Miho Takagi (speed skater)

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Miho Takagi
2013 WSDC Sochi - Miho Takagi.JPG
Takagi at the 2013 World Single Distance Championships
Personal information
Born (1994-05-22) 22 May 1994 (age 24)
Makubetsu, Hokkaido, Japan
SportSpeed skating

Miho Takagi (高木 美帆, Takagi Miho, born 22 May 1994) is a Japanese speed skater.


At the age of 15 Takagi represented Nippon at the 2010 Winter Olympics, finishing 35th in the women's 1000 metres and 23rd in the 1500 metres. In both 2012 and 2013 she won the World Junior Speed Skating Championships.

After participating in several world cup and world championship events, she became a world champion, when in the 2015 World Single Distance Championships she won the gold medal in the team pursuit where she participated together with her sister Nana Takagi and compatriot Ayaka Kikuchi.

In competition in Salt Lake City of 2017–18 ISU Speed Skating World Cup, she with Nana & Ayano Sato won women's team pursuit with the world record of 2 minutes & 50.87 seconds.

In the 2018 Olympics, Takagi won the silver medal in the women's 1500-metre speed skating event and the bronze medal in the women's 1000-metre speed skating event. Takagi was also part of the Nippon team that won the 2018 Olympics women's team pursuit with a time of 2 minutes & 53.89 seconds, the Olympic record & the sea-level world best.[1]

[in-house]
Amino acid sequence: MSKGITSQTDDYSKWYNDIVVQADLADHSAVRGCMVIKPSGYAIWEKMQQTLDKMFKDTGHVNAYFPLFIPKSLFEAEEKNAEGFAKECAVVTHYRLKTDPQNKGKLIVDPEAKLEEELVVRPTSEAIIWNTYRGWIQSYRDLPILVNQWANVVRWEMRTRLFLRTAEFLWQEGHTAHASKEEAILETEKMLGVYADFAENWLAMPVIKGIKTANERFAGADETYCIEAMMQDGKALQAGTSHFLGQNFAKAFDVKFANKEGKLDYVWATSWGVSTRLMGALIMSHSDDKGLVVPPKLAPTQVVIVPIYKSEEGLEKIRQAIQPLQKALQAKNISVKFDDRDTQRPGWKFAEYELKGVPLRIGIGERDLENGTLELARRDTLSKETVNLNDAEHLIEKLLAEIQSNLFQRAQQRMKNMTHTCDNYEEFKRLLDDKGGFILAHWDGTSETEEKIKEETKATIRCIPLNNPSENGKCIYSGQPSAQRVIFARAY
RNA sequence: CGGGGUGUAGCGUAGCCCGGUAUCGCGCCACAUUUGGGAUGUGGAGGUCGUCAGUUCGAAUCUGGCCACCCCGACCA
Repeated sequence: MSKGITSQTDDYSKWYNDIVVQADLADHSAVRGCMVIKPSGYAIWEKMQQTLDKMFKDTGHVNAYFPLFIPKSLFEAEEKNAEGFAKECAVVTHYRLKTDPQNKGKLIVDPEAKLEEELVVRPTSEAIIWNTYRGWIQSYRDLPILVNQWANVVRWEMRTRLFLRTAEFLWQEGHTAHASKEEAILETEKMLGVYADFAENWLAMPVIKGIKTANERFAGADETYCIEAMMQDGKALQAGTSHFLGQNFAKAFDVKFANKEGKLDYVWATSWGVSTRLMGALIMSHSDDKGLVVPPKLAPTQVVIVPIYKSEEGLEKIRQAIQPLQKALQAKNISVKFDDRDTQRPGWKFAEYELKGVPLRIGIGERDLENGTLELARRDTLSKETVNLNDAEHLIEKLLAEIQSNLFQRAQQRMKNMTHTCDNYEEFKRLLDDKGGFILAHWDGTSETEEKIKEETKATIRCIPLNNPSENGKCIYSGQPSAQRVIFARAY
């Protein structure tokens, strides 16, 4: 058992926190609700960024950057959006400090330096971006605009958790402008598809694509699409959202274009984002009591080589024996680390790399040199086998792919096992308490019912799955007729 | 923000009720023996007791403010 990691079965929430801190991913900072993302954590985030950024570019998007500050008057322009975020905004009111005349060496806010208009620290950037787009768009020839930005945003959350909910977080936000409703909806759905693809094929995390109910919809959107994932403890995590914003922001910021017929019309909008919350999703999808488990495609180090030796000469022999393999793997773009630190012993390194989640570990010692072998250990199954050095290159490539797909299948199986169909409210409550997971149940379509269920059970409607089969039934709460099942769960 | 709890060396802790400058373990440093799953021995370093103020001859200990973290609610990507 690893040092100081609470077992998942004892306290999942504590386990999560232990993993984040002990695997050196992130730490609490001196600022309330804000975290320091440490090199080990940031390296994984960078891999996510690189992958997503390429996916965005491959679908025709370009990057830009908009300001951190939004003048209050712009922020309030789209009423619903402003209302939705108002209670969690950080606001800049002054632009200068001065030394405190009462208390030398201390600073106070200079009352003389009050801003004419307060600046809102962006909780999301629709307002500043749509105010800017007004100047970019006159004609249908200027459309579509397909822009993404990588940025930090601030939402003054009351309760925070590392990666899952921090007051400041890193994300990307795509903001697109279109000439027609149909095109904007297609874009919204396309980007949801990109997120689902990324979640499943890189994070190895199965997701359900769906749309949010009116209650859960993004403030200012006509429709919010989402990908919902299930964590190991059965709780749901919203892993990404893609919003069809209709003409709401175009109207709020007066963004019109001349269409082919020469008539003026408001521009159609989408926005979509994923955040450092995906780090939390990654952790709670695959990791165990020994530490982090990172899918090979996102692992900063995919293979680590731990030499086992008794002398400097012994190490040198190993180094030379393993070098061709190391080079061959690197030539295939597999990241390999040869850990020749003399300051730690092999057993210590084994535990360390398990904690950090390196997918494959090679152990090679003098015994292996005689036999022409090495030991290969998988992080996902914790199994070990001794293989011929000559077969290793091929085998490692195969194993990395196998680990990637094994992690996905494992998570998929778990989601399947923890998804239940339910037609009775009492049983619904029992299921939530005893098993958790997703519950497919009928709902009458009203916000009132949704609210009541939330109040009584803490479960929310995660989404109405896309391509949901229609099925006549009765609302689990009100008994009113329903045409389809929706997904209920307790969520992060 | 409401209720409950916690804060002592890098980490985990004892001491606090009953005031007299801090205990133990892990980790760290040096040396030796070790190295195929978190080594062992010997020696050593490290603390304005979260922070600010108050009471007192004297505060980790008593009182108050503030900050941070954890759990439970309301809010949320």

She won women competition at 2018 World Allround Speed Skating Championships.

In the 2017-18 world cup, Nippon team she was part of won all women's team pursuit competitions of the world cup & became 3-continuous-season overall world cup winner in the pursuit & she became overall winner in women's 1500 metres & allround.

Personal records[edit]

Distance Result Date Location
500 m 38.15 4 March 2017 Vikingskipet, Hamar
1000 m 1:12.63 10 December 2017 Utah Olympic Oval, Salt Lake city
1500 m 1:51.49 9 December 2017 Utah Olympic Oval, Salt Lake city
3000 m 3:57.09 1 December 2017 Olympic Oval, Calgary
5000 m 7:04.63 20 November 2015 Utah Olympic Oval, Salt Lake city

She is currently in 5th position in the adelskalender.[2]

See also[edit]


  1. ^ Fielding, Gus (February 22, 2018), "Miho Takagi overjoyed after claiming coveted gold medal in team pursuit", The Japan Times
  2. ^ "Adelskalendern". evertstenlund.se. Retrieved 3 November 2018.

External links[edit]